Justia Pennsylvania Supreme Court Opinion SummariesArticles Posted in Business Law
Pennsylvania Interscholastic Athletic Association, Inc. v. Campbell
The Supreme Court of Pennsylvania held that the Pennsylvania Interscholastic Athletic Association (PIAA) is subject to the Right to Know Law’s record-disclosure mandates. The PIAA is a non-profit corporation and voluntary-member organization which organizes interscholastic athletics and promotes uniform standards in interscholastic sports. In 2020, Simon Campbell, a private citizen, filed a records request under the Right to Know Law seeking eight categories of records from the PIAA. The PIAA objected, asserting it is not a Commonwealth authority or entity subject to the Right to Know Law, and noted its intent to litigate the issue. The court found that the inclusion of PIAA in the definition of a state-affiliated entity, a subset of the definition of a Commonwealth agency, indicates that the General Assembly intended to subject PIAA to the Right to Know Law's record-disclosure scheme. Furthermore, the court found that the General Assembly did not mean the phrase "Commonwealth entity" to be strictly limited to official government agencies. Instead, the Assembly intended the phrase to include organizations that perform some role associated with statewide governance. View "Pennsylvania Interscholastic Athletic Association, Inc. v. Campbell" on Justia Law
Vinculum, Inc. v. Goli Technologies, LLC
In a dispute between two IT staffing firms, Vinculum, Inc. and Goli Technologies, LLC, the Supreme Court of Pennsylvania held that the trial court erred by not awarding attorney fees to Vinculum, as stipulated in their contract, after it found that Goli Technologies breached the contract. The court further held that the trial court did not err by limiting Vinculum's damages to the one-year non-compete period specified in the contract.The case originated from Goli Technologies' breach of a consulting agreement that contained a one-year non-compete provision. Vinculum sued for breach of contract, seeking both attorney fees and lost-profit damages. The trial court found for Vinculum but denied attorney fees and limited the award of damages to the one-year non-compete period. The Superior Court affirmed the trial court's decision.Reversing the Superior Court's decision regarding attorney fees, the Supreme Court held that the trial court should have awarded Vinculum attorney fees as stipulated in the contract. The court remanded the case to the trial court for a hearing to determine the reasonable amount of attorney fees to be awarded to Vinculum.Regarding the lost-profit damages, the Supreme Court agreed with the trial court and the Superior Court that Vinculum's damages were limited to the period of the non-compete clause. The court held that although damages beyond the non-compete period are not absolutely barred, Vinculum did not establish at trial that it suffered lost-profit damages extending beyond the non-compete period. Thus, the court affirmed the lower courts' decisions on this issue. View "Vinculum, Inc. v. Goli Technologies, LLC" on Justia Law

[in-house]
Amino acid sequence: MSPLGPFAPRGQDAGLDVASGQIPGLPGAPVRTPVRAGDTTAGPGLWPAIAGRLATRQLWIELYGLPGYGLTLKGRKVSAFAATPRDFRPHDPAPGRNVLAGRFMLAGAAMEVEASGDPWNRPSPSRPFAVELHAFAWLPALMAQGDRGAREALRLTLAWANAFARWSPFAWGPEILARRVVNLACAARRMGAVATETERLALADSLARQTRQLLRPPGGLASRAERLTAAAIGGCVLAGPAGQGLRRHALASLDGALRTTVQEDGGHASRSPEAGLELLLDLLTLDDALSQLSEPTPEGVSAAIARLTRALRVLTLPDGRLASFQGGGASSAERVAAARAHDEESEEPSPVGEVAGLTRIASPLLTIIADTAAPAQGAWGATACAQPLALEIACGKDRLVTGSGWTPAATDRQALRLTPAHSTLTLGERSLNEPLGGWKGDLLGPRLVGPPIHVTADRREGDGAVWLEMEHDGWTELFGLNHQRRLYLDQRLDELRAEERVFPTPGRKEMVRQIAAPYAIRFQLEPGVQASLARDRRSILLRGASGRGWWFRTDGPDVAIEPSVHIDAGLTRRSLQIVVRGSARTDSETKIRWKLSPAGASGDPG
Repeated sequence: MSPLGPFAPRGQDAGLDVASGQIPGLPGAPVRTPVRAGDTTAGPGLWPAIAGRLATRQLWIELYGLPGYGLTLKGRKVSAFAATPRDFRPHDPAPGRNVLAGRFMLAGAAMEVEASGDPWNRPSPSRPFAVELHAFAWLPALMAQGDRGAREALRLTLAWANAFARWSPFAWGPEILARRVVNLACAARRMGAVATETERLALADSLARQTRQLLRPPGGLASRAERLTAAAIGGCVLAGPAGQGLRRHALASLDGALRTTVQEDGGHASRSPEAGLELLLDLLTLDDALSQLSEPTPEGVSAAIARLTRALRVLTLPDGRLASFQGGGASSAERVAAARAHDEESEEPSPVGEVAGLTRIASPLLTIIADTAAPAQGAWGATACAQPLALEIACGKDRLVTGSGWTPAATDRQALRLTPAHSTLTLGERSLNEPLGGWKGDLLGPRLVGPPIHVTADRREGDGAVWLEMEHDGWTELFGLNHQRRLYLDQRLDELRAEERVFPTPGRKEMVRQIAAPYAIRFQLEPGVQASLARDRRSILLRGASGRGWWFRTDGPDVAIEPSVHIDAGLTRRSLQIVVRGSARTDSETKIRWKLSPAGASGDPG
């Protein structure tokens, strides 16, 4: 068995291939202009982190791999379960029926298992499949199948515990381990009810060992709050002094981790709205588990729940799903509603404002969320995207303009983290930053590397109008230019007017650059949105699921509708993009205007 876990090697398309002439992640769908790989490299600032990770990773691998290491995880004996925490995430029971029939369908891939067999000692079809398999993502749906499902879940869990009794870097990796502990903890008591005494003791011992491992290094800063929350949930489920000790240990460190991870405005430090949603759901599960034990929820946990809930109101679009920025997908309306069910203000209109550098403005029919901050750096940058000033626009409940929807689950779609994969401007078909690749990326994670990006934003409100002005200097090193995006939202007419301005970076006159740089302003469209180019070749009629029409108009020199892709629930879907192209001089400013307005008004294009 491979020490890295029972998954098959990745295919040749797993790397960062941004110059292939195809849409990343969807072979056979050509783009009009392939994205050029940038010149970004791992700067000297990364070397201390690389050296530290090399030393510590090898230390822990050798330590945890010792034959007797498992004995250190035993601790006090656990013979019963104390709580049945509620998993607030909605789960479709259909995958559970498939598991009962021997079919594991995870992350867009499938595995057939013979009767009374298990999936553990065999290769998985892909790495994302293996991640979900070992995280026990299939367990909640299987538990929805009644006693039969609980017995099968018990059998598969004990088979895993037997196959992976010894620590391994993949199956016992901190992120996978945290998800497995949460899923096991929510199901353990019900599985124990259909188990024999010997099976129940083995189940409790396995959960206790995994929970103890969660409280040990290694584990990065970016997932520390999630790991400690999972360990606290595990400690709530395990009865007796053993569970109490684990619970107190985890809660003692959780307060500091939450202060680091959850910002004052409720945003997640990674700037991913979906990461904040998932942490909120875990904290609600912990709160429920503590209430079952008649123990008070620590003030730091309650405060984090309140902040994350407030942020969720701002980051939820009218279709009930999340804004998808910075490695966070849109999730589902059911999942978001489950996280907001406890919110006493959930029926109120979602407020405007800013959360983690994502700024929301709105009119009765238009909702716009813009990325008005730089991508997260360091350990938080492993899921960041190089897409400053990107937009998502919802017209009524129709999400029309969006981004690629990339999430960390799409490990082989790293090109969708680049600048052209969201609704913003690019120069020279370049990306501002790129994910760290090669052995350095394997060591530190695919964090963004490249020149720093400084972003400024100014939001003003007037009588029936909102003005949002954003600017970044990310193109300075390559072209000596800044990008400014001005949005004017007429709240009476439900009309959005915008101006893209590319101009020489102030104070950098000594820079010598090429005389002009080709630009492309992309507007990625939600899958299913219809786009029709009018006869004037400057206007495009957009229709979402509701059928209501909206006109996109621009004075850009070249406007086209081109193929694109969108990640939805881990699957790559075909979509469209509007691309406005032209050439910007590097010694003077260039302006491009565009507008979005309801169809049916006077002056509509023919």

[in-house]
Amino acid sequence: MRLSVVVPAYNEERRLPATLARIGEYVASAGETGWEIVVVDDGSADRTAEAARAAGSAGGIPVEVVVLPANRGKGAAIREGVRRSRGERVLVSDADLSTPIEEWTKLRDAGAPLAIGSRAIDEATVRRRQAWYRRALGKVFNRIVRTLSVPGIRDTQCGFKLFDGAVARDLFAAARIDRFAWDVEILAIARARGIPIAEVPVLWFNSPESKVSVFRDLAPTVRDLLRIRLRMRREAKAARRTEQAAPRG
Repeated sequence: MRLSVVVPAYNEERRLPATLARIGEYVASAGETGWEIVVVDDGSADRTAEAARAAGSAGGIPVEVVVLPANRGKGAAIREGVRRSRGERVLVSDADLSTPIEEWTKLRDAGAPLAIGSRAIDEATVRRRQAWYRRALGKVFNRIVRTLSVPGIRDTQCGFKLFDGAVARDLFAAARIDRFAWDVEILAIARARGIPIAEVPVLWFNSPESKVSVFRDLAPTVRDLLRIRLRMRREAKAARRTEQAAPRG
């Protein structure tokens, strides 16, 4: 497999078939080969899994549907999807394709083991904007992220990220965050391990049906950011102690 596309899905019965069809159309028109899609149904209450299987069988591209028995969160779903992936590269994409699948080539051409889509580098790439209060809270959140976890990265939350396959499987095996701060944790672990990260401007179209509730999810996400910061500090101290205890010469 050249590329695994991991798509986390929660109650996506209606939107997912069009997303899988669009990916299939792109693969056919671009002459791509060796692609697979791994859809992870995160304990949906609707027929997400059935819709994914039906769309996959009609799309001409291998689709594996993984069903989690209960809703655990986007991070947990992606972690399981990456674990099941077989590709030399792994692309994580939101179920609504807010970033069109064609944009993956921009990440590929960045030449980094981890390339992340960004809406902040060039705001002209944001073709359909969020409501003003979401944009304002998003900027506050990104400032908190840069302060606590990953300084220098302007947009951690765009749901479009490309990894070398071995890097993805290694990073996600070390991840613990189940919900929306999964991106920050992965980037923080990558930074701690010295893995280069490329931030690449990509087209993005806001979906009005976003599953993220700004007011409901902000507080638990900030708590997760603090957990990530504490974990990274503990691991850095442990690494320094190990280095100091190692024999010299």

Mimi Investors, LLC v. Tufano, P., et al.
Mimi Investors, LLC (“Mimi Investors”) sued Paul Tufano, David Crocker, Dennis Cronin, and Neil Matheson (“ORCA Officers”), the directors and officers of ORCA Steel, LLC (“ORCA Steel”), a now-defunct data storage company, alleging that ORCA Officers made material misrepresentations of fact in violation of the Pennsylvania common law and Section 1- 401(b) of the Pennsylvania Securities Act ("PSA"). Mimi Investors described a meeting held in February of 2014 during which ORCA Officers allegedly represented to Mimi Investors that they had received 400 orders for computer data storage space (“CDS Orders”) for ORCA Steel’s new data storage facility. To secure financing for the purpose of servicing the CDS Orders, ORCA Officers sought promissory notes to increase capital. In October 2014, ORCA Steel ceased making interest payments on the loan. ORCA Steel did not respond to Mimi Investors’ demand letter, sent in August 2015, which sought to cure the default. Mimi Investors asserted that neither “construction financing nor the fulfillment of the new orders materialized.” It also averred that, on October 21, 2014, ORCA Officers told Mimi Investors that they “had known for months that the loan to fund new construction was not viable” because the CDS Orders were “not investment grade.” Mimi Investors claimed that “these misrepresentations regarding available construction financing and committed orders, as well as other statements by” ORCA Officers, “were material and untrue within the meaning of the” PSA, and that Mimi Investors “relied on these misrepresentations in deciding to make the [l]oan[.]” In a matter of first impression, the Pennsylvania Supreme Court addressed whether a plaintiff must plead and prove scienter as an element of 70 P.S. § 1-401(b) of the PSA. After careful review, the Court held that under the plain language of its text, Section 1-401(b) of the PSA did not contain a scienter element. However, the PSA provided a defense to civil liability under Section 1-401(b) if the defendant could show they “did not know and in the exercise of reasonable care could not have known of the untruth or omission[.]” View "Mimi Investors, LLC v. Tufano, P., et al." on Justia Law